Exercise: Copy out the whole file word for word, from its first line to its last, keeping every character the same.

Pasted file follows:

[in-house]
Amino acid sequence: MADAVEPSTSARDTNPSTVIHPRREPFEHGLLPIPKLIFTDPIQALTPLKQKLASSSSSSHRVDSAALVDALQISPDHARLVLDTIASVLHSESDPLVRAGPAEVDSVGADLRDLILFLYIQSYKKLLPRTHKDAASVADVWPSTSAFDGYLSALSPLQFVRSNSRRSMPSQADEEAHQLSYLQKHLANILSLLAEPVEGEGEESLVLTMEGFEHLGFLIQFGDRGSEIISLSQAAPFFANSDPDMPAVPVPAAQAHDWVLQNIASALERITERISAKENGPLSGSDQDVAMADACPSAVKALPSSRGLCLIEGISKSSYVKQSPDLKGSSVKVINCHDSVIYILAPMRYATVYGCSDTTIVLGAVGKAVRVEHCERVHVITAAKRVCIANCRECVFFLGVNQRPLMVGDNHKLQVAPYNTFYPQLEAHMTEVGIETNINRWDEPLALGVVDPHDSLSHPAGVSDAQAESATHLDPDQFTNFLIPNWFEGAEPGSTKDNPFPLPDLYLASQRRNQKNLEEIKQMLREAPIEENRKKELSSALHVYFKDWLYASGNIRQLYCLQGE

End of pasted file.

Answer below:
[in-house]
Amino acid sequence: MADAVEPSTSARDTNPSTVIHPRREPFEHGLLPIPKLIFTDPIQALTPLKQKLASSSSSSHRVDSAALVDALQISPDHARLVLDTIASVLHSESDPLVRAGPAEVDSVGADLRDLILFLYIQSYKKLLPRTHKDAASVADVWPSTSAFDGYLSALSPLQFVRSNSRRSMPSQADEEAHQLSYLQKHLANILSLLAEPVEGEGEESLVLTMEGFEHLGFLIQFGDRGSEIISLSQAAPFFANSDPDMPAVPVPAAQAHDWVLQNIASALERITERISAKENGPLSGSDQDVAMADACPSAVKALPSSRGLCLIEGISKSSYVKQSPDLKGSSVKVINCHDSVIYILAPMRYATVYGCSDTTIVLGAVGKAVRVEHCERVHVITAAKRVCIANCRECVFFLGVNQRPLMVGDNHKLQVAPYNTFYPQLEAHMTEVGIETNINRWDEPLALGVVDPHDSLSHPAGVSDAQAESATHLDPDQFTNFLIPNWFEGAEPGSTKDNPFPLPDLYLASQRRNQKNLEEIKQMLREAPIEENRKKELSSALHVYFKDWLYASGNIRQLYCLQGE